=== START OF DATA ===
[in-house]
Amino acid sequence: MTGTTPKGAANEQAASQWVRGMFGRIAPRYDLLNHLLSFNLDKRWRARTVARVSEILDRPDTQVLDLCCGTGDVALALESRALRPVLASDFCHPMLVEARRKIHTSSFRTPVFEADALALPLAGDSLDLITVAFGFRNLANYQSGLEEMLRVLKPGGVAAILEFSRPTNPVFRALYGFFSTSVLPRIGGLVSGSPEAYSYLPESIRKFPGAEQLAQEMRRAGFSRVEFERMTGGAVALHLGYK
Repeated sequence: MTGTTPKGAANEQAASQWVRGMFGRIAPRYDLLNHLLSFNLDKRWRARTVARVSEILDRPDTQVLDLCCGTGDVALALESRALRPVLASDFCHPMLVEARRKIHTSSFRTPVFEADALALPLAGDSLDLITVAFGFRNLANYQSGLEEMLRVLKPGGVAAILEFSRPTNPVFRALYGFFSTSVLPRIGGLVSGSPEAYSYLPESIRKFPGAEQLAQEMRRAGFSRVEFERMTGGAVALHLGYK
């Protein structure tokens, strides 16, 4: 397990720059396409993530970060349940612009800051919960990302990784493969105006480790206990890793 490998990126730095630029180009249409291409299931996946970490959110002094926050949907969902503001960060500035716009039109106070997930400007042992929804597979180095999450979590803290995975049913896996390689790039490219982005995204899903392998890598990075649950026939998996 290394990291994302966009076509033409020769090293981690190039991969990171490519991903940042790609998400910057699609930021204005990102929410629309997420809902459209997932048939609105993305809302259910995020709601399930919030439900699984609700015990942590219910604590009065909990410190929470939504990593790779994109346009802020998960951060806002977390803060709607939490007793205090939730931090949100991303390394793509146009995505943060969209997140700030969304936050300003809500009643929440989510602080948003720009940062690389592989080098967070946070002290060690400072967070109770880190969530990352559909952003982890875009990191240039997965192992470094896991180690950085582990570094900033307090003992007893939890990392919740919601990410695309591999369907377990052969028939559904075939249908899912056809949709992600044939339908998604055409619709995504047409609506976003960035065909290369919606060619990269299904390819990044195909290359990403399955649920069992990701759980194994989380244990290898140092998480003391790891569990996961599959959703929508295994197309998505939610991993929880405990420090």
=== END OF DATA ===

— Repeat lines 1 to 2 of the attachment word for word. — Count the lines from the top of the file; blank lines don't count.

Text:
[in-house]
Amino acid sequence: MTGTTPKGAANEQAASQWVRGMFGRIAPRYDLLNHLLSFNLDKRWRARTVARVSEILDRPDTQVLDLCCGTGDVALALESRALRPVLASDFCHPMLVEARRKIHTSSFRTPVFEADALALPLAGDSLDLITVAFGFRNLANYQSGLEEMLRVLKPGGVAAILEFSRPTNPVFRALYGFFSTSVLPRIGGLVSGSPEAYSYLPESIRKFPGAEQLAQEMRRAGFSRVEFERMTGGAVALHLGYK